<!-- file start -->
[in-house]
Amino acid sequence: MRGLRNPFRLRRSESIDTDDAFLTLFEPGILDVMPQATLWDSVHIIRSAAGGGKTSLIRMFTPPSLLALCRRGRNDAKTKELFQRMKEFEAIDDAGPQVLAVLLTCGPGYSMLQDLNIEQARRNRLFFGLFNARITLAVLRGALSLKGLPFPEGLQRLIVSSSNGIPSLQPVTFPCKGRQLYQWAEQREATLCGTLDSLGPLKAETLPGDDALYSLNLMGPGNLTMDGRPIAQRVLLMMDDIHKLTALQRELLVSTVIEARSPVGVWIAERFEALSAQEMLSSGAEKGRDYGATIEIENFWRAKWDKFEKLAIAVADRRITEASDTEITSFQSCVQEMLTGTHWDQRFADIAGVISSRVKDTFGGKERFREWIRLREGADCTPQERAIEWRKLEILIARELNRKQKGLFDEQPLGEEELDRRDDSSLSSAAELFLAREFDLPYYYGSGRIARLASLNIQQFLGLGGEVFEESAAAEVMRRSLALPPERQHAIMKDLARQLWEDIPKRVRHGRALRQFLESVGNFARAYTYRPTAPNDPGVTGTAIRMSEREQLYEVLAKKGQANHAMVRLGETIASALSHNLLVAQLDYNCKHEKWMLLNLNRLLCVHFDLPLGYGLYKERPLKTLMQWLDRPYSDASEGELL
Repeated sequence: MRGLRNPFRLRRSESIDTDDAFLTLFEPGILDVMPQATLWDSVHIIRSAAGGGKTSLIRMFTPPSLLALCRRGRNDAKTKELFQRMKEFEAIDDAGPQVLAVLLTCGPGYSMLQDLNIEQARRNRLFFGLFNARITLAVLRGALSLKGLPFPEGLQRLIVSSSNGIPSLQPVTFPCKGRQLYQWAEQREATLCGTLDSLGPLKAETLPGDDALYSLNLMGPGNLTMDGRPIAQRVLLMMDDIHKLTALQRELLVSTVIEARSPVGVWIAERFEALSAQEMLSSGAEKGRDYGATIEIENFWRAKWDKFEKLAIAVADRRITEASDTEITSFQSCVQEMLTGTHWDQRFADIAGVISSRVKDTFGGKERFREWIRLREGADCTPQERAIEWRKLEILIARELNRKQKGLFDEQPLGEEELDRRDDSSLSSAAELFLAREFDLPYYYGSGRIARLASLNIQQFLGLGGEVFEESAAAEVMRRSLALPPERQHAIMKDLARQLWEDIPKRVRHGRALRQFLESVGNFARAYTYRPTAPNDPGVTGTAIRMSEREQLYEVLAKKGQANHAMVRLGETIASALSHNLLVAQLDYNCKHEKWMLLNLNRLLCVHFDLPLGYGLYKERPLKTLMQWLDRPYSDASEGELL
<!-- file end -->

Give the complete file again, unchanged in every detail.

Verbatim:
[in-house]
Amino acid sequence: MRGLRNPFRLRRSESIDTDDAFLTLFEPGILDVMPQATLWDSVHIIRSAAGGGKTSLIRMFTPPSLLALCRRGRNDAKTKELFQRMKEFEAIDDAGPQVLAVLLTCGPGYSMLQDLNIEQARRNRLFFGLFNARITLAVLRGALSLKGLPFPEGLQRLIVSSSNGIPSLQPVTFPCKGRQLYQWAEQREATLCGTLDSLGPLKAETLPGDDALYSLNLMGPGNLTMDGRPIAQRVLLMMDDIHKLTALQRELLVSTVIEARSPVGVWIAERFEALSAQEMLSSGAEKGRDYGATIEIENFWRAKWDKFEKLAIAVADRRITEASDTEITSFQSCVQEMLTGTHWDQRFADIAGVISSRVKDTFGGKERFREWIRLREGADCTPQERAIEWRKLEILIARELNRKQKGLFDEQPLGEEELDRRDDSSLSSAAELFLAREFDLPYYYGSGRIARLASLNIQQFLGLGGEVFEESAAAEVMRRSLALPPERQHAIMKDLARQLWEDIPKRVRHGRALRQFLESVGNFARAYTYRPTAPNDPGVTGTAIRMSEREQLYEVLAKKGQANHAMVRLGETIASALSHNLLVAQLDYNCKHEKWMLLNLNRLLCVHFDLPLGYGLYKERPLKTLMQWLDRPYSDASEGELL
Repeated sequence: MRGLRNPFRLRRSESIDTDDAFLTLFEPGILDVMPQATLWDSVHIIRSAAGGGKTSLIRMFTPPSLLALCRRGRNDAKTKELFQRMKEFEAIDDAGPQVLAVLLTCGPGYSMLQDLNIEQARRNRLFFGLFNARITLAVLRGALSLKGLPFPEGLQRLIVSSSNGIPSLQPVTFPCKGRQLYQWAEQREATLCGTLDSLGPLKAETLPGDDALYSLNLMGPGNLTMDGRPIAQRVLLMMDDIHKLTALQRELLVSTVIEARSPVGVWIAERFEALSAQEMLSSGAEKGRDYGATIEIENFWRAKWDKFEKLAIAVADRRITEASDTEITSFQSCVQEMLTGTHWDQRFADIAGVISSRVKDTFGGKERFREWIRLREGADCTPQERAIEWRKLEILIARELNRKQKGLFDEQPLGEEELDRRDDSSLSSAAELFLAREFDLPYYYGSGRIARLASLNIQQFLGLGGEVFEESAAAEVMRRSLALPPERQHAIMKDLARQLWEDIPKRVRHGRALRQFLESVGNFARAYTYRPTAPNDPGVTGTAIRMSEREQLYEVLAKKGQANHAMVRLGETIASALSHNLLVAQLDYNCKHEKWMLLNLNRLLCVHFDLPLGYGLYKERPLKTLMQWLDRPYSDASEGELL